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dc.contributor.authorStoof, Daviden_NZ
dc.contributor.authorPickering, Kim L.en_NZ
dc.contributor.editorBickerton, Simon
dc.contributor.editorLin, Richard J-T
dc.contributor.editorSomashekar, A.A.
dc.contributor.editorSingh, Inderdeep
dc.contributor.editorSrivatsan, T.S.
dc.coverage.spatialUniversity of Auckland, Auckland, New Zealanden_NZ
dc.date.accessioned2017-06-07T21:56:32Z
dc.date.available2017en_NZ
dc.date.available2017-06-07T21:56:32Z
dc.date.issued2017en_NZ
dc.identifier.citationStoof, D., & Pickering, K. L. (2017). 3D Printing of Natural Fibre Reinforced Recycled Polypropylene (pp. 668–691). In S. Bickerton, R. J.-T. Lin, A. A. Somashekar, I. Singh, & T. S. Srivatsan (Eds.), Processing and Fabrication of Advanced Materials - XXV, 22 - 25 January 2017, Auckland, New Zealand (pp. 668–691). University of Auckland, Auckland, New Zealand.en
dc.identifier.urihttp://hdl.handle.net/10289/11095
dc.description.abstractThe adverse effects that waste plastics are having on the environment is becoming increasingly apparent. However, the plastics recycling industry in New Zealand is entirely market driven, necessitating the development of new markets to account for increasing quantities of waste. Innovations in additive manufacturing (AM) have presented opportunities to recycle thermoplastics for use as AM feedstock material. Using waste thermoplastic materials to fabricate composites in this way, adds value to the polymer by enhancing mechanical and aesthetic properties. A range of composite filaments with differing fibre and gypsum weight contents were then produced using pre and post-consumer polypropylene (PP). The most successful filaments in terms of tensile properties consisted of 30 wt% harakeke in a post-consumer PP matrix which had a tensile strength and Young’s modulus of 41MPa and 3.8 GPa respectively. Comparing these results to those of plain PP filament, showed improvements in tensile strength and Young’s modulus of 77% and 275% respectively. Finally, a novel method of measuring shrinkage in 3d printed components was developed and used to compare relative shrinkage of different composites. The composite that showed the least shrinkage consisted of 30 wt% harakeke with a shrinkage value of 0.34% corresponding to a net reduction of 84% relative to plain PP.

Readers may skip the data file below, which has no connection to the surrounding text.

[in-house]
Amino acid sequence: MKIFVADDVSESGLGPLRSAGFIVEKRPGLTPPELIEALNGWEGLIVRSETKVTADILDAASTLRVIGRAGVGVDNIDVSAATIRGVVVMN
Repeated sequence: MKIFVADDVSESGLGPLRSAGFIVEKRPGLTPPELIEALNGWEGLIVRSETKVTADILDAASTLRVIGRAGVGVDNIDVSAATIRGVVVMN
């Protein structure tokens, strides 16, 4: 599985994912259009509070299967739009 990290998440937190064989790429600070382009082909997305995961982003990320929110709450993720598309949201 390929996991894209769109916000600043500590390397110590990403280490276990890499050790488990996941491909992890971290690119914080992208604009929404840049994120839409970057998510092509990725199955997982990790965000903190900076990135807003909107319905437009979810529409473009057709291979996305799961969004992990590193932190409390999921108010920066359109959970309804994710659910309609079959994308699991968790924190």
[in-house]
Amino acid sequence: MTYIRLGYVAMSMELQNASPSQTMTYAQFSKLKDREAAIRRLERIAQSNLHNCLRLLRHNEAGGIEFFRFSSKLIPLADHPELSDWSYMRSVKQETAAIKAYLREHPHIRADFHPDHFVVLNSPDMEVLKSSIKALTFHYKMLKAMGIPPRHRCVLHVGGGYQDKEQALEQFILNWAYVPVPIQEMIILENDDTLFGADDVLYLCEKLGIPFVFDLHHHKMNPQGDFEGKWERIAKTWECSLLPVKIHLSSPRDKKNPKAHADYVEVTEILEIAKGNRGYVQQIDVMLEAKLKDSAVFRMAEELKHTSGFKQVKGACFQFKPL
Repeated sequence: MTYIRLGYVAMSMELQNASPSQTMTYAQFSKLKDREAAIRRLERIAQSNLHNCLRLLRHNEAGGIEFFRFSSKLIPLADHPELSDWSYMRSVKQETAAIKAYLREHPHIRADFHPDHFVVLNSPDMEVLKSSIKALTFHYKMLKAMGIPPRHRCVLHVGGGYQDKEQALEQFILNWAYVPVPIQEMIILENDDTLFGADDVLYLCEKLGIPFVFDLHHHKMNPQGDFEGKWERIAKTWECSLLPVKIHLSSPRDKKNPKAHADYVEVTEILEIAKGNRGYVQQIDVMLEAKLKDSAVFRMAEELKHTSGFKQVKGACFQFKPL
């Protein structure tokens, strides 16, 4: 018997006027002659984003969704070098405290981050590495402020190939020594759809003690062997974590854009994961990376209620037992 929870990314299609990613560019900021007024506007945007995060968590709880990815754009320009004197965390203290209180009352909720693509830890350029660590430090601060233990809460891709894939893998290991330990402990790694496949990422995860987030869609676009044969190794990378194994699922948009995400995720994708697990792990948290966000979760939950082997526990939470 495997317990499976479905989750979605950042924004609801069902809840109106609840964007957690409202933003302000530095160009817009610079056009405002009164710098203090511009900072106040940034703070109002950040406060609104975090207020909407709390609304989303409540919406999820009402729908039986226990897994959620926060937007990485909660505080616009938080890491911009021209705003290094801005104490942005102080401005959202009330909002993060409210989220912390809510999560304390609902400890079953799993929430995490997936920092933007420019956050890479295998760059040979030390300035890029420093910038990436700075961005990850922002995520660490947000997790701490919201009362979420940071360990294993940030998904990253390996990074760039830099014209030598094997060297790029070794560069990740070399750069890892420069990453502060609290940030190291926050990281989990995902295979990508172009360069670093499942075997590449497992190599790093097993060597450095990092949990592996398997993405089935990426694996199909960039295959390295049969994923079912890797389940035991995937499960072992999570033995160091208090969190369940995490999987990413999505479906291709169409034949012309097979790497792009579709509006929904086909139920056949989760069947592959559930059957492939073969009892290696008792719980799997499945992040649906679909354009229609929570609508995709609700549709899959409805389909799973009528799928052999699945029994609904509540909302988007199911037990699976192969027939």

dc.format.mimetypeapplication/pdf
dc.language.isoen
dc.publisherThe University of Auckland
dc.rightsThis article is published in the Processing and Fabrication Of Advanced Materials-XXV, edited by Simon Bickerton, Richard J-T Lin, A. A. Somashekar, Inderdeep Singh, and T. S. Srivatsan.
dc.sourceProcessing and Fabrication of Advanced Materials - XXVen_NZ
dc.title3D Printing of Natural Fibre Reinforced Recycled Polypropyleneen_NZ
dc.typeConference Contribution
pubs.begin-page668
pubs.elements-id191646
pubs.end-page691
pubs.finish-date2017-01-25en_NZ
pubs.notespages 668-694 of the attached proceedingsen_NZ
pubs.organisational-group/Waikato
pubs.organisational-group/Waikato/FSEN
pubs.organisational-group/Waikato/FSEN/2018 PBRF - FSEN
pubs.organisational-group/Waikato/FSEN/Engineering
pubs.place-of-publicationAuckland, New Zealand
pubs.start-date2017-01-22en_NZ


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